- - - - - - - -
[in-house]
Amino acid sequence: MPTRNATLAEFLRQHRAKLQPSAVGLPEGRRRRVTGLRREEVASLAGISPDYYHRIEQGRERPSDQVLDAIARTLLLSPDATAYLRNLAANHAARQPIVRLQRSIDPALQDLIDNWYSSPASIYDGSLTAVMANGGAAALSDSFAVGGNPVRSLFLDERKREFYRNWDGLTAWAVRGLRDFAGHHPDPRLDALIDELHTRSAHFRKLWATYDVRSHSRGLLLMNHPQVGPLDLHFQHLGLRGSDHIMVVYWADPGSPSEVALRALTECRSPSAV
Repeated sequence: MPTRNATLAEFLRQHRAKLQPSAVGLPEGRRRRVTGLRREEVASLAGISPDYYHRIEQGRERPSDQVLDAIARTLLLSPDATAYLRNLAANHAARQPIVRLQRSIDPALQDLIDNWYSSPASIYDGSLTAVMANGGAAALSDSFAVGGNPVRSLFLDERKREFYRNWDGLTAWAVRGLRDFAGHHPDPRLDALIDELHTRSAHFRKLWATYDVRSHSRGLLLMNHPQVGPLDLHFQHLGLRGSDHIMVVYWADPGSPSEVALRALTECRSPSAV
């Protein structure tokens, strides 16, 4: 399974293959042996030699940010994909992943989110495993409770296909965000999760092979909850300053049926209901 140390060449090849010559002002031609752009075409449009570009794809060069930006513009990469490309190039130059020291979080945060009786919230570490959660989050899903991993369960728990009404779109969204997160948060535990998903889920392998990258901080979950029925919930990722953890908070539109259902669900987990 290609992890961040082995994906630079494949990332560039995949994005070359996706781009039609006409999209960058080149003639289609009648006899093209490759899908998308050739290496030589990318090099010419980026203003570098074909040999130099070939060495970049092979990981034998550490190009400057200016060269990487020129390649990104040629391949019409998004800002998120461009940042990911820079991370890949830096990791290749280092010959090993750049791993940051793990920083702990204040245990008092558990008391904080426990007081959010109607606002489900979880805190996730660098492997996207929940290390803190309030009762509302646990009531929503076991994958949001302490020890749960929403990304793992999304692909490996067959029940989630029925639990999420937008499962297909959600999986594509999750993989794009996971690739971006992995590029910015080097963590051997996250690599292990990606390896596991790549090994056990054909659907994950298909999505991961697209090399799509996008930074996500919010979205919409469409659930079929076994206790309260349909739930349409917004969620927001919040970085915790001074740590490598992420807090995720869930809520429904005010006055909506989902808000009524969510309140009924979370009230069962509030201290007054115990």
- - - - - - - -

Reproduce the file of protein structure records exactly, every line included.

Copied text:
[in-house]
Amino acid sequence: MPTRNATLAEFLRQHRAKLQPSAVGLPEGRRRRVTGLRREEVASLAGISPDYYHRIEQGRERPSDQVLDAIARTLLLSPDATAYLRNLAANHAARQPIVRLQRSIDPALQDLIDNWYSSPASIYDGSLTAVMANGGAAALSDSFAVGGNPVRSLFLDERKREFYRNWDGLTAWAVRGLRDFAGHHPDPRLDALIDELHTRSAHFRKLWATYDVRSHSRGLLLMNHPQVGPLDLHFQHLGLRGSDHIMVVYWADPGSPSEVALRALTECRSPSAV
Repeated sequence: MPTRNATLAEFLRQHRAKLQPSAVGLPEGRRRRVTGLRREEVASLAGISPDYYHRIEQGRERPSDQVLDAIARTLLLSPDATAYLRNLAANHAARQPIVRLQRSIDPALQDLIDNWYSSPASIYDGSLTAVMANGGAAALSDSFAVGGNPVRSLFLDERKREFYRNWDGLTAWAVRGLRDFAGHHPDPRLDALIDELHTRSAHFRKLWATYDVRSHSRGLLLMNHPQVGPLDLHFQHLGLRGSDHIMVVYWADPGSPSEVALRALTECRSPSAV
């Protein structure tokens, strides 16, 4: 399974293959042996030699940010994909992943989110495993409770296909965000999760092979909850300053049926209901 140390060449090849010559002002031609752009075409449009570009794809060069930006513009990469490309190039130059020291979080945060009786919230570490959660989050899903991993369960728990009404779109969204997160948060535990998903889920392998990258901080979950029925919930990722953890908070539109259902669900987990 290609992890961040082995994906630079494949990332560039995949994005070359996706781009039609006409999209960058080149003639289609009648006899093209490759899908998308050739290496030589990318090099010419980026203003570098074909040999130099070939060495970049092979990981034998550490190009400057200016060269990487020129390649990104040629391949019409998004800002998120461009940042990911820079991370890949830096990791290749280092010959090993750049791993940051793990920083702990204040245990008092558990008391904080426990007081959010109607606002489900979880805190996730660098492997996207929940290390803190309030009762509302646990009531929503076991994958949001302490020890749960929403990304793992999304692909490996067959029940989630029925639990999420937008499962297909959600999986594509999750993989794009996971690739971006992995590029910015080097963590051997996250690599292990990606390896596991790549090994056990054909659907994950298909999505991961697209090399799509996008930074996500919010979205919409469409659930079929076994206790309260349909739930349409917004969620927001919040970085915790001074740590490598992420807090995720869930809520429904005010006055909506989902808000009524969510309140009924979370009230069962509030201290007054115990």